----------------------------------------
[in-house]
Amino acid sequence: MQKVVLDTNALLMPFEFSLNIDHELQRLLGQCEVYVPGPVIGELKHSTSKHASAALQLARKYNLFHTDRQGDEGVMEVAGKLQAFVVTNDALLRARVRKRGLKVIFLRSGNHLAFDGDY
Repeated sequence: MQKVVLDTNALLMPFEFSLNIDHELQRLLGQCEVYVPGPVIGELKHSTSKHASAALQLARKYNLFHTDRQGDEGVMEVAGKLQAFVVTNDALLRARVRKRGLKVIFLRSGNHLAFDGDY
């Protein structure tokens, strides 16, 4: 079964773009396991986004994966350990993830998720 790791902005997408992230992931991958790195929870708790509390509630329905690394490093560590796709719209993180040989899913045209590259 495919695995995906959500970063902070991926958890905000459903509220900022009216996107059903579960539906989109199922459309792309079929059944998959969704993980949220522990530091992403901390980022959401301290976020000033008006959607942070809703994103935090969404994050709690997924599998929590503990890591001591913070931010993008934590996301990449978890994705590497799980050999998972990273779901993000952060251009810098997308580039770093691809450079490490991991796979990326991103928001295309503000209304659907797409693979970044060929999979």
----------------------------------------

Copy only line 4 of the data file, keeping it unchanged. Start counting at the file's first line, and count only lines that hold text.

């Protein structure tokens, strides 16, 4: 079964773009396991986004994966350990993830998720 790791902005997408992230992931991958790195929870708790509390509630329905690394490093560590796709719209993180040989899913045209590259 495919695995995906959500970063902070991926958890905000459903509220900022009216996107059903579960539906989109199922459309792309079929059944998959969704993980949220522990530091992403901390980022959401301290976020000033008006959607942070809703994103935090969404994050709690997924599998929590503990890591001591913070931010993008934590996301990449978890994705590497799980050999998972990273779901993000952060251009810098997308580039770093691809450079490490991991796979990326991103928001295309503000209304659907797409693979970044060929999979």